• While you’re focused on the action itself, you may not be able to take the course corrections offered through feed-forward. Thus it will be less effective than getting the feedback after the action is over, and you’re more available mentally to absorb feedback.

  • Sometimes, the best experience is firsthand experience gained through trial and error. I will let you make a mistake and learn from it afterward and give standard feedback (if even needed). I could have told my daughter to never lock the keys inside her car every time she went driving, and it wouldn’t make much difference. She would just shrug her shoulders, roll her eyes, and say, “sure, dad….” All it took was once she did lock her keys inside the car for it never to happen again.

  • When the stakes are high, feed-forward can reduce the consequences of mistakes. When you see someone about to make a costly mistake, sometimes a mistake that can cost lives, it might be better to provide feed-forward before that mistake occurs. It is better to say, “you are a little too close to the parked cars on the right,” than to wait until your student driver hits one of them. In some cases, letting something bad happen could have minimal negative consequences, but if not stopped when the consequences are minimal, it might be too late or even impossible to stop them when they are big. In other words, stop it when it’s a molehill before it becomes a mountain, and you will not be able to stop it anymore.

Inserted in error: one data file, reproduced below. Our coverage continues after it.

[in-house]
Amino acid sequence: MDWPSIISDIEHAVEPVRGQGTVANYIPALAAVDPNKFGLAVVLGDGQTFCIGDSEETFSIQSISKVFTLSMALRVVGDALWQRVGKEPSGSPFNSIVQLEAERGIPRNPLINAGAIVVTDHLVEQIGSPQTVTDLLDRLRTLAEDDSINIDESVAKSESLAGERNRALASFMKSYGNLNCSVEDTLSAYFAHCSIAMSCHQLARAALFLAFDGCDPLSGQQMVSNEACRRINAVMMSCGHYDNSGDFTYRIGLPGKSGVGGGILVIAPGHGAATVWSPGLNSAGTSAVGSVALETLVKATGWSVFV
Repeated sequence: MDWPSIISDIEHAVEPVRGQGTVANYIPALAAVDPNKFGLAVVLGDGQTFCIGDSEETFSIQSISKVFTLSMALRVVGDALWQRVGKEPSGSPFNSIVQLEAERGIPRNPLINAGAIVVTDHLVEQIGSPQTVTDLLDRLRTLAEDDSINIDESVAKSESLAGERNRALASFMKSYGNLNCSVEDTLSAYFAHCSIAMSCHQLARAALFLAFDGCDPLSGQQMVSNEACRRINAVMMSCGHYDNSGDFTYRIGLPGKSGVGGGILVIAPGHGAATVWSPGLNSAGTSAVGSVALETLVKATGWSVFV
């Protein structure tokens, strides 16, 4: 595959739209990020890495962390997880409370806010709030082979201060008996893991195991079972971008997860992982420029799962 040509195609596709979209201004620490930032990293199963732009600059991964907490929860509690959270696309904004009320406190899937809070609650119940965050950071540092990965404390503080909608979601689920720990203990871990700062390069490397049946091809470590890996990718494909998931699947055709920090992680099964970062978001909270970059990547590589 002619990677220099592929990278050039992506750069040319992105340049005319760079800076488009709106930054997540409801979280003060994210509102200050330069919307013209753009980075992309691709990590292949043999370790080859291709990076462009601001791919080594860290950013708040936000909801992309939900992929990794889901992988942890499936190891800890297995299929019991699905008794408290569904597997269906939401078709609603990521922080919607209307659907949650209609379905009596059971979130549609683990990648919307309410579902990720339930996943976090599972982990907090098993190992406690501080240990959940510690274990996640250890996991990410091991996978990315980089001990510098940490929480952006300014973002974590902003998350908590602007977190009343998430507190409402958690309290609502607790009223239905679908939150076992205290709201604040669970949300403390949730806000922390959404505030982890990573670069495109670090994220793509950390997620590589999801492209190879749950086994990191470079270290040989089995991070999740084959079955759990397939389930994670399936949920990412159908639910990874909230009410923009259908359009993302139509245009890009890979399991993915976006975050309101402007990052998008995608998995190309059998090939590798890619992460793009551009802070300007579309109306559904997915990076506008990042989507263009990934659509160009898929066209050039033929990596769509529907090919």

• Advocates of feed-forward refer to it as being specific, addressing little things, one at a time. Some people may consider that to be micromanagement. When you micromanage someone, they tend to relinquish their responsibility to you and rely on you to continue to correct them. It can reduce their perceived autonomy, and they may defer to follow your instructions rather than think for themselves.

  • When the action is over, the cause-and-effect is much clearer because the results (or consequences) are in, and you know what they are. But when the action is still ongoing, the cause-and-effect link is still uncertain. Does the person offering the feed-forward really know what the result will be? How certain are they? Could there be other possible outcomes from this action? What would happen if the feed-forward you offered was wrong? Who would be responsible?

From the considerations listed above, you can see two things. First, both methods have advantages and disadvantages, and none of them is better than the other. Second, the decision between them is contextual and should be made with the specific circumstances in mind and not selected blindly.


Finally, everything I wrote in the previous five articles in this mini-series about feedback is still valid. Knowing when, where, and how to give feedback, how to take feedback, and all the other considerations should still be made, regardless of whether you are giving (or being given) “classic” feedback or feed-forward.

With that, I end this mini-series “giving feedback like you care, and taking feedback like it matters.”